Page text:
After choosing a season, a day of the week and a time of day, students created their own collage to illustrate the time they’d chosen and wrote descriptive sentences to describe that time. We love learning the who, what, when, where, and why’s with our youngest readers.
Rita Williams-Garcia – One Crazy Summer
Eleven-year-old Delphine is like a mother to her two younger sisters, Vonetta and Fern. She had no choice since their mother, Cecile, left them seven years ago for a radical new life in California. When they arrive in California to spend the summer with her, Cecile is nothing like they imagined. While the girls hope to go to Disneyland and meet Tinker Bell, their mother sends them to a day camp run by the Black Panthers. Unexpectedly, Delphine, Vonetta, and Fern learn much about their family, their country, and themselves during one truly crazy summer.
Rita’s story inspired our students to discuss activism and identify the social justice issues important to them. Guided by our teaching artist, seventh graders created slogans and posters that depicted the issues they’d chosen.
Patricia McCormick – Sold
Lakshmi is a thirteen-year-old girl who lives with her family in a small hut on a mountain in Nepal. Though she is desperately poor, her life is full of simple pleasures, like playing hopscotch with her best friend from school, and having her mother brush her hair by the light of an oil lamp. But when the harsh Himalayan monsoons wash away all that remains of the family’s crops, Lakshmi’s stepfather says she must leave home and take a job to support her family.
Patricia McCormick’s powerful story of a girl sold into slavery is told in a series of moving vignettes. Our grade nine students in the Bronx read Sold as a realistic fiction story that centers on a contemporary issue. Mirroring Patricia McCormick’s research and interviewing techniques, students wrote short interviews on current topics. For this program, we brought students to the Bronx DA’s office to attend a criminal arraignment and to meet with people who oversee human trafficking cases. It’s heavy subject matter for teenagers to absorb, but we’re always proud of how thoughtfully our students respond to the issues raised in this book and through the field trip.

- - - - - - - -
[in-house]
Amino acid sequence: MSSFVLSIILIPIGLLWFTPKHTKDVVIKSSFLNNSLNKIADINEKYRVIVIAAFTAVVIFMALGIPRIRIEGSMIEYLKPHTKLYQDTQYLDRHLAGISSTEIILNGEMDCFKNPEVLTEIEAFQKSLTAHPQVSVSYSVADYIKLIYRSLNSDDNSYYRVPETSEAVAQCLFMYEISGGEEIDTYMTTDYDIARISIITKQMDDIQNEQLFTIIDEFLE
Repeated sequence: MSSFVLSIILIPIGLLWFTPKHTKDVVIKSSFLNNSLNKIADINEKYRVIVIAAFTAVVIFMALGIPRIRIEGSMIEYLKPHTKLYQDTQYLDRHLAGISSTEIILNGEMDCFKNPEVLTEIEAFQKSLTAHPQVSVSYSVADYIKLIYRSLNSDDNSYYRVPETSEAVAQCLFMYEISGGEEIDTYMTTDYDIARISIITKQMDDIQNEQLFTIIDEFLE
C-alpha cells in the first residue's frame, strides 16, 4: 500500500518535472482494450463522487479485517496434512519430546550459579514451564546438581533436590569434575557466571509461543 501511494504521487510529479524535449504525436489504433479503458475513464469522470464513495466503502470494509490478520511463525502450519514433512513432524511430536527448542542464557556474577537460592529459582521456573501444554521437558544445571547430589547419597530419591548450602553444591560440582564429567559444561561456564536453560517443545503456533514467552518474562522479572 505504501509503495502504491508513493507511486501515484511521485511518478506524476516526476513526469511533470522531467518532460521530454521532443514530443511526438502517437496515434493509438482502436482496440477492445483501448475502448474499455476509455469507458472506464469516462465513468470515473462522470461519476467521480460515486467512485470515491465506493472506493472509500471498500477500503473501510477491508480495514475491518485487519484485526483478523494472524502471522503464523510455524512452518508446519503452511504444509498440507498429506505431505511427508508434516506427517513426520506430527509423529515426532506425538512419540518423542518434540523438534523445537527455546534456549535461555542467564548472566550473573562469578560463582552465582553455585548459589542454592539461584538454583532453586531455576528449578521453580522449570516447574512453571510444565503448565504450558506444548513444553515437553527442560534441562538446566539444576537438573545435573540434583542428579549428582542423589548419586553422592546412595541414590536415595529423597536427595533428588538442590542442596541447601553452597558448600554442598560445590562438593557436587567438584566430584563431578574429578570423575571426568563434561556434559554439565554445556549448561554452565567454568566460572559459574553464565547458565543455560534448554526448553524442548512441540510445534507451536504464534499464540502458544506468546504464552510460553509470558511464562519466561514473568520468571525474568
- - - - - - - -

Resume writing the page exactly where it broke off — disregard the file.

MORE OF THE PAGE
Paul Griffin – Ten Mile River
Paul Griffin’s YA novel Ten Mile River, is always a great hit with our ninth graders. The story, about the intense friendship and constant struggles of two homeless youths living in upper Manhattan, brings to life so many issues of friendship, loyalty, the choices people make, and their consequences. During his writing workshops Paul Griffin works with students on the theme: “You can’t get on with your life until you tell your story.”
Using the characters from Ten Mile River BtB students worked on personal essays about their journeys — their dreams, how those dreams began, those who inspired them, and how they’ll pursue their passions. Their essays will be published in a book of student work this spring.
Whether it’s a character in a book, an art project that reflects a story, or a field trip that brings the story to life, the key to our programs is engaging our students. Great books offer countless ways to inspire young readers. We hope you’ll share some of these stories with your young readers as well.